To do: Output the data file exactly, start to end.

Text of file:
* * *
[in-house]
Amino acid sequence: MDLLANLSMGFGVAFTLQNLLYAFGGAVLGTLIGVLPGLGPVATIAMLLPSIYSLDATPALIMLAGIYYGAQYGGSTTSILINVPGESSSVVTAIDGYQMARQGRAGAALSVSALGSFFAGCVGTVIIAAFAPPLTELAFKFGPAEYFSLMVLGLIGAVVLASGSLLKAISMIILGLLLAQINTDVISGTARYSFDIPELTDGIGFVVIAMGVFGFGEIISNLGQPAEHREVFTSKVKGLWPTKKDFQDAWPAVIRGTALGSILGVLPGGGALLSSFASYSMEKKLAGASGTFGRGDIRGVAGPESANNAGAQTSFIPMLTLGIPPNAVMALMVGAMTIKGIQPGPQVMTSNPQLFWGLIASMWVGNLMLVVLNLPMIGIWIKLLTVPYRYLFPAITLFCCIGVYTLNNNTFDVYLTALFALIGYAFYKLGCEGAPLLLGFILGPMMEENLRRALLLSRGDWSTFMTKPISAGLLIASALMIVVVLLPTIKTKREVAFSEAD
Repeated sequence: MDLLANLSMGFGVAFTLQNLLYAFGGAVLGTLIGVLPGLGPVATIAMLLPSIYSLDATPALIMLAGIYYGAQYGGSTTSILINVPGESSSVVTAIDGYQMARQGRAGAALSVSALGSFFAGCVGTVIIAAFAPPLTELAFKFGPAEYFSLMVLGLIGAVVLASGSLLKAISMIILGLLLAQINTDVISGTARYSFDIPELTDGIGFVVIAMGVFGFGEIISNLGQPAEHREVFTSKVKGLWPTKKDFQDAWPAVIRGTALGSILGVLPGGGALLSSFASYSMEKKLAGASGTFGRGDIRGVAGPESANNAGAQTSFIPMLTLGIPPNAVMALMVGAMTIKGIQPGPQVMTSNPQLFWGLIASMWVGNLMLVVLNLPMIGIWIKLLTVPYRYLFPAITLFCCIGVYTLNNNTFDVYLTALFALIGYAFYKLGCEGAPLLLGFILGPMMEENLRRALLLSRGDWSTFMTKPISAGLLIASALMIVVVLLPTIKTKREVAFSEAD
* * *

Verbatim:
[in-house]
Amino acid sequence: MDLLANLSMGFGVAFTLQNLLYAFGGAVLGTLIGVLPGLGPVATIAMLLPSIYSLDATPALIMLAGIYYGAQYGGSTTSILINVPGESSSVVTAIDGYQMARQGRAGAALSVSALGSFFAGCVGTVIIAAFAPPLTELAFKFGPAEYFSLMVLGLIGAVVLASGSLLKAISMIILGLLLAQINTDVISGTARYSFDIPELTDGIGFVVIAMGVFGFGEIISNLGQPAEHREVFTSKVKGLWPTKKDFQDAWPAVIRGTALGSILGVLPGGGALLSSFASYSMEKKLAGASGTFGRGDIRGVAGPESANNAGAQTSFIPMLTLGIPPNAVMALMVGAMTIKGIQPGPQVMTSNPQLFWGLIASMWVGNLMLVVLNLPMIGIWIKLLTVPYRYLFPAITLFCCIGVYTLNNNTFDVYLTALFALIGYAFYKLGCEGAPLLLGFILGPMMEENLRRALLLSRGDWSTFMTKPISAGLLIASALMIVVVLLPTIKTKREVAFSEAD
Repeated sequence: MDLLANLSMGFGVAFTLQNLLYAFGGAVLGTLIGVLPGLGPVATIAMLLPSIYSLDATPALIMLAGIYYGAQYGGSTTSILINVPGESSSVVTAIDGYQMARQGRAGAALSVSALGSFFAGCVGTVIIAAFAPPLTELAFKFGPAEYFSLMVLGLIGAVVLASGSLLKAISMIILGLLLAQINTDVISGTARYSFDIPELTDGIGFVVIAMGVFGFGEIISNLGQPAEHREVFTSKVKGLWPTKKDFQDAWPAVIRGTALGSILGVLPGGGALLSSFASYSMEKKLAGASGTFGRGDIRGVAGPESANNAGAQTSFIPMLTLGIPPNAVMALMVGAMTIKGIQPGPQVMTSNPQLFWGLIASMWVGNLMLVVLNLPMIGIWIKLLTVPYRYLFPAITLFCCIGVYTLNNNTFDVYLTALFALIGYAFYKLGCEGAPLLLGFILGPMMEENLRRALLLSRGDWSTFMTKPISAGLLIASALMIVVVLLPTIKTKREVAFSEAD